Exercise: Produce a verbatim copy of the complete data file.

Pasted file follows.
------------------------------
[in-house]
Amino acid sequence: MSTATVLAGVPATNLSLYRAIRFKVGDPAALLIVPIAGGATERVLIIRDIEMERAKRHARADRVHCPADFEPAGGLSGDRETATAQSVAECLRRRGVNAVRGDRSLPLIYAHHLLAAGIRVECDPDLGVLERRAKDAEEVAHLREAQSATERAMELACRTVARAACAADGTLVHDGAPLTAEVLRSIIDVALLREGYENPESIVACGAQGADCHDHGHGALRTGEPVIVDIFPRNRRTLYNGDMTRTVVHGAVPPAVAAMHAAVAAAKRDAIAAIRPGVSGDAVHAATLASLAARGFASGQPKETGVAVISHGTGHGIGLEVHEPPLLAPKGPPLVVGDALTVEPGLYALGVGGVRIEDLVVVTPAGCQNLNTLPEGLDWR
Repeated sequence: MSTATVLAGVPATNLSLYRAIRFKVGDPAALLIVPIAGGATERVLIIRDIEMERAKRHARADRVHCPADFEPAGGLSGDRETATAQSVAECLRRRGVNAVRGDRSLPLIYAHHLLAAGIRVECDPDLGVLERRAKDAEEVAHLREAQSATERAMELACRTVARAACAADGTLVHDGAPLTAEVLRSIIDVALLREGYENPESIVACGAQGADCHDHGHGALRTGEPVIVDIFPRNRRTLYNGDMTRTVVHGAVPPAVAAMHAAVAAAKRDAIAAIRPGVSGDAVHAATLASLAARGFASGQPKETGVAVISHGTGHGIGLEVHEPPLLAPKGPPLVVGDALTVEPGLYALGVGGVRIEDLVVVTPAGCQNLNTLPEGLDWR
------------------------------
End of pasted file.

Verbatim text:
[in-house]
Amino acid sequence: MSTATVLAGVPATNLSLYRAIRFKVGDPAALLIVPIAGGATERVLIIRDIEMERAKRHARADRVHCPADFEPAGGLSGDRETATAQSVAECLRRRGVNAVRGDRSLPLIYAHHLLAAGIRVECDPDLGVLERRAKDAEEVAHLREAQSATERAMELACRTVARAACAADGTLVHDGAPLTAEVLRSIIDVALLREGYENPESIVACGAQGADCHDHGHGALRTGEPVIVDIFPRNRRTLYNGDMTRTVVHGAVPPAVAAMHAAVAAAKRDAIAAIRPGVSGDAVHAATLASLAARGFASGQPKETGVAVISHGTGHGIGLEVHEPPLLAPKGPPLVVGDALTVEPGLYALGVGGVRIEDLVVVTPAGCQNLNTLPEGLDWR
Repeated sequence: MSTATVLAGVPATNLSLYRAIRFKVGDPAALLIVPIAGGATERVLIIRDIEMERAKRHARADRVHCPADFEPAGGLSGDRETATAQSVAECLRRRGVNAVRGDRSLPLIYAHHLLAAGIRVECDPDLGVLERRAKDAEEVAHLREAQSATERAMELACRTVARAACAADGTLVHDGAPLTAEVLRSIIDVALLREGYENPESIVACGAQGADCHDHGHGALRTGEPVIVDIFPRNRRTLYNGDMTRTVVHGAVPPAVAAMHAAVAAAKRDAIAAIRPGVSGDAVHAATLASLAARGFASGQPKETGVAVISHGTGHGIGLEVHEPPLLAPKGPPLVVGDALTVEPGLYALGVGGVRIEDLVVVTPAGCQNLNTLPEGLDWR